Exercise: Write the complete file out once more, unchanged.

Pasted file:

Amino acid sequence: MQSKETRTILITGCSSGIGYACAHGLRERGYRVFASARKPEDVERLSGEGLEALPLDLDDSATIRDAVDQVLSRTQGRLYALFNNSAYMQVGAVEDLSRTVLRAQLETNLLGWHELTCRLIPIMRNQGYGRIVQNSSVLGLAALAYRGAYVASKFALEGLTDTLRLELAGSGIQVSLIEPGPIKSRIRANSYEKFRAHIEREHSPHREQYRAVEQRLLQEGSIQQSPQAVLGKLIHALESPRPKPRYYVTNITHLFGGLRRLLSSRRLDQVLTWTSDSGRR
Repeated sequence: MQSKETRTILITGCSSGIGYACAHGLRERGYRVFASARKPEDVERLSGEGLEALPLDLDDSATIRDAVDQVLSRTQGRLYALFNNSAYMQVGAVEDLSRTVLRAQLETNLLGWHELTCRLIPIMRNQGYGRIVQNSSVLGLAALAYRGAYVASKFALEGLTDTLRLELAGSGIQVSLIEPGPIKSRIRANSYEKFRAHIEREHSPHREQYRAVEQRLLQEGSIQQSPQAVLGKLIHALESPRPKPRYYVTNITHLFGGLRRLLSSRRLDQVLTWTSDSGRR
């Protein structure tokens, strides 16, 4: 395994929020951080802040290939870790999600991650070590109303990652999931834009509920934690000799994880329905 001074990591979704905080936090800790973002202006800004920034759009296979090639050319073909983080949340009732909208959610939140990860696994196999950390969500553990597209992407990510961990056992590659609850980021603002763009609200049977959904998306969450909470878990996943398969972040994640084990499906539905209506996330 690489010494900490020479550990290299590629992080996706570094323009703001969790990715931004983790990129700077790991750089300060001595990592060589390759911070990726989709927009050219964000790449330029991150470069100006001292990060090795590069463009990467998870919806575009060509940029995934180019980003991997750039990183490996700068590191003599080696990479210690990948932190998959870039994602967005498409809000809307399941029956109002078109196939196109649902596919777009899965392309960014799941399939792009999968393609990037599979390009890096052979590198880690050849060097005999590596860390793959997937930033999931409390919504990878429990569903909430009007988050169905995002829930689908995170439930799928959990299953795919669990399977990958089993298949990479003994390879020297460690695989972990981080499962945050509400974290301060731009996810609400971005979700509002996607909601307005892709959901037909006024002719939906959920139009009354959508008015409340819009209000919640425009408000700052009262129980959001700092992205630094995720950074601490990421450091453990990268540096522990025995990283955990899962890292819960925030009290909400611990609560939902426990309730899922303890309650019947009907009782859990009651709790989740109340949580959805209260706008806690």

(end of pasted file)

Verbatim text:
Amino acid sequence: MQSKETRTILITGCSSGIGYACAHGLRERGYRVFASARKPEDVERLSGEGLEALPLDLDDSATIRDAVDQVLSRTQGRLYALFNNSAYMQVGAVEDLSRTVLRAQLETNLLGWHELTCRLIPIMRNQGYGRIVQNSSVLGLAALAYRGAYVASKFALEGLTDTLRLELAGSGIQVSLIEPGPIKSRIRANSYEKFRAHIEREHSPHREQYRAVEQRLLQEGSIQQSPQAVLGKLIHALESPRPKPRYYVTNITHLFGGLRRLLSSRRLDQVLTWTSDSGRR
Repeated sequence: MQSKETRTILITGCSSGIGYACAHGLRERGYRVFASARKPEDVERLSGEGLEALPLDLDDSATIRDAVDQVLSRTQGRLYALFNNSAYMQVGAVEDLSRTVLRAQLETNLLGWHELTCRLIPIMRNQGYGRIVQNSSVLGLAALAYRGAYVASKFALEGLTDTLRLELAGSGIQVSLIEPGPIKSRIRANSYEKFRAHIEREHSPHREQYRAVEQRLLQEGSIQQSPQAVLGKLIHALESPRPKPRYYVTNITHLFGGLRRLLSSRRLDQVLTWTSDSGRR
């Protein structure tokens, strides 16, 4: 395994929020951080802040290939870790999600991650070590109303990652999931834009509920934690000799994880329905 001074990591979704905080936090800790973002202006800004920034759009296979090639050319073909983080949340009732909208959610939140990860696994196999950390969500553990597209992407990510961990056992590659609850980021603002763009609200049977959904998306969450909470878990996943398969972040994640084990499906539905209506996330 690489010494900490020479550990290299590629992080996706570094323009703001969790990715931004983790990129700077790991750089300060001595990592060589390759911070990726989709927009050219964000790449330029991150470069100006001292990060090795590069463009990467998870919806575009060509940029995934180019980003991997750039990183490996700068590191003599080696990479210690990948932190998959870039994602967005498409809000809307399941029956109002078109196939196109649902596919777009899965392309960014799941399939792009999968393609990037599979390009890096052979590198880690050849060097005999590596860390793959997937930033999931409390919504990878429990569903909430009007988050169905995002829930689908995170439930799928959990299953795919669990399977990958089993298949990479003994390879020297460690695989972990981080499962945050509400974290301060731009996810609400971005979700509002996607909601307005892709959901037909006024002719939906959920139009009354959508008015409340819009209000919640425009408000700052009262129980959001700092992205630094995720950074601490990421450091453990990268540096522990025995990283955990899962890292819960925030009290909400611990609560939902426990309730899922303890309650019947009907009782859990009651709790989740109340949580959805209260706008806690």